I need to add something to my previous post. (And I'm not editing it, because I don't know how many edits I would make! (Like, edited 8 times by Ann. No.)
So. All the dust surrounding M43 and the star inside it, O9V-type NU Orionis, is (in my opinion) clearly the tattered remnants of the birth cocoon of NU Ori. In fact, I'd say that M43, with its round shape and dark dust lanes, resembles the Cocoon Nebula.
Cocoon Nebula Marcel Drechsler.png
The Cocoon Nebula. Photo: Marcel Drechsler.
Note in the picture of the Cocoon Nebula that there is very much dust in the vicinity of it.The Cocoon Nebula itself is the small relatively round pink object at upper right, surrounded by a rather large, faint bluish reflection nebula (which is more noticeable here than in most pictures of the Cocoon). But also note all the gray dust to the left and lower left of the Cocoon Nebula.
And please note the very dark dust lanes crisscrossing the "pink face" of the Cocoon Nebula, and passing right in front of the ionizing star of this nebula, TYC 3608-1446-1, which is of spectral class B1V, just hot enough to ionize a nebula.
I think that the very dark dust lanes very close to the ionizing stars of M43 and the Cocoon Nebula are both remnants of the concentrated pockets of gas and dust that gave birth to these stars.
Certainly there are differences between the Cocoon Nebula and M43. While M43 looks round, M43 looks more like a bubble, as if it had been inflated by the star inside. Obviously NU Ori is a hotter and more powerful star than TYC 3608-1446-1.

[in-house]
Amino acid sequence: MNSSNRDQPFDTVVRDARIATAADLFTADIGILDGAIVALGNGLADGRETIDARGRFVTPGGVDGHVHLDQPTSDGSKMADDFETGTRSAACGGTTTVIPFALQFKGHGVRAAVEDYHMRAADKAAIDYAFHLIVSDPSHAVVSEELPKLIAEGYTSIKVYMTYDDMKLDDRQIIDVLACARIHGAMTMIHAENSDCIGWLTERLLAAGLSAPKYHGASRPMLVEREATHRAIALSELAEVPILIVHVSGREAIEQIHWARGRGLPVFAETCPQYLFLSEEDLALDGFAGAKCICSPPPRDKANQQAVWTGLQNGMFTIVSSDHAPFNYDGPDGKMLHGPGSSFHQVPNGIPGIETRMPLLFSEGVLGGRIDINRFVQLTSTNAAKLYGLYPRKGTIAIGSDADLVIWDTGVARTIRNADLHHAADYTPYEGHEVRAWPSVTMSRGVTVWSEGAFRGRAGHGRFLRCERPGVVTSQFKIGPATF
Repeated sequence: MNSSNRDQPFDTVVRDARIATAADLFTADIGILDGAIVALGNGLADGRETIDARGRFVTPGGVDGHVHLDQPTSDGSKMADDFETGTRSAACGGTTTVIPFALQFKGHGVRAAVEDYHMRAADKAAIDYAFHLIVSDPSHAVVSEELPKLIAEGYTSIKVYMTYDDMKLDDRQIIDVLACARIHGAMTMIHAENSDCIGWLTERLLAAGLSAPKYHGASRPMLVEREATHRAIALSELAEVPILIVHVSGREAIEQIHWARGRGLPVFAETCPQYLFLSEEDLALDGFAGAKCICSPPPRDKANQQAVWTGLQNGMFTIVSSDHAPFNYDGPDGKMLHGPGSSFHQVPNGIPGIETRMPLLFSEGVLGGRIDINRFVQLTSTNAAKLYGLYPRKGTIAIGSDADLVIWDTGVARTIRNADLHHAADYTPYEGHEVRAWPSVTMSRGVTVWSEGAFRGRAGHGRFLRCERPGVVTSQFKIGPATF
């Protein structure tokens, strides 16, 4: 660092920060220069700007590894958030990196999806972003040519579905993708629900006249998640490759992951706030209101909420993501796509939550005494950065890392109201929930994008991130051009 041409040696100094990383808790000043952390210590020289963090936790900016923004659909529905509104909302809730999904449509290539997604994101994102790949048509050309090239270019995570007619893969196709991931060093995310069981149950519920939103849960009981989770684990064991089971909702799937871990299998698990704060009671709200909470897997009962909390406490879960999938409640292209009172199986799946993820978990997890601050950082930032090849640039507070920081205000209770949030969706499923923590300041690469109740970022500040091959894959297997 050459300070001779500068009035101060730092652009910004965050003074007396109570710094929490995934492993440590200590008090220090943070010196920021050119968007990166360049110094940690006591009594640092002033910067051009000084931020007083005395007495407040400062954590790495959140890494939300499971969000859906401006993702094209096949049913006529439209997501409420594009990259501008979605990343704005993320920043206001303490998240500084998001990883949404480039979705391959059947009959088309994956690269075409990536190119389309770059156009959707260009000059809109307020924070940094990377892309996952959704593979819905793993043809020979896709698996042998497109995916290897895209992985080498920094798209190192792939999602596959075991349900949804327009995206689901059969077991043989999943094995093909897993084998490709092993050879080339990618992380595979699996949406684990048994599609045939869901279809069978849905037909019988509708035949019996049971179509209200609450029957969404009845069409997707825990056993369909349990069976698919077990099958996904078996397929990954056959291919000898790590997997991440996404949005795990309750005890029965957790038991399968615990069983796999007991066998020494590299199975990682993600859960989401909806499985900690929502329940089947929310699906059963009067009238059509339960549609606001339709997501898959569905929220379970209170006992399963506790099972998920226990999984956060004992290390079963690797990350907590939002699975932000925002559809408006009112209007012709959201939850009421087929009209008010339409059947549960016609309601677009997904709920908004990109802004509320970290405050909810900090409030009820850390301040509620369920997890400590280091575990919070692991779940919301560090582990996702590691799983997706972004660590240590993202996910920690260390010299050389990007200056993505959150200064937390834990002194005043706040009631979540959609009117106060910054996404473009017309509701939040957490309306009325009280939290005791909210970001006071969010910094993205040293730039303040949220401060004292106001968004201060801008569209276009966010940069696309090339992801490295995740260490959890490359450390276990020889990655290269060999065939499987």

Extremely importantly, M43 must have been enormously affected by the presence of the blisteringly hot and powerful Trapezium Cluster that is quite nearby. By contrast, the Cocoon Nebula seems to have formed in isolation.
I think that M43 and the Trapezium may have triggered one another. Clearly the power of the Trapezium is magnitudes greater than the power of NU Ori. Nevertheless, we are talking about two different sites of star formation in rather close proximity that must have sent jets and shock waves in each other's direction through the medium of gas and dust from which they were born.
The Trapezium is so hot that the dust that was surrounding it must have been violently blown away or been "radiation-cooked" into such miniature bits and pieces that it can't form dust lanes any more.
In the picture above is an interplanetary dust grain. It is so large, uneven and fluffy that we would never find such dust grains in the immediate vicinity of the present-day Trapezium, because the extremely violent onslaught of far ultraviolet light from Theta 1-C Orionis
will have destroyed them. But I guess there may be such dust grains in the darkest dust lane that seems to cross the face of M43, because that dust lane is so thick that individual grains shield each other from the onslaught of ultraviolet light from nearby stars.
But make no mistake, the dust lanes near M43 are evaporating, too.
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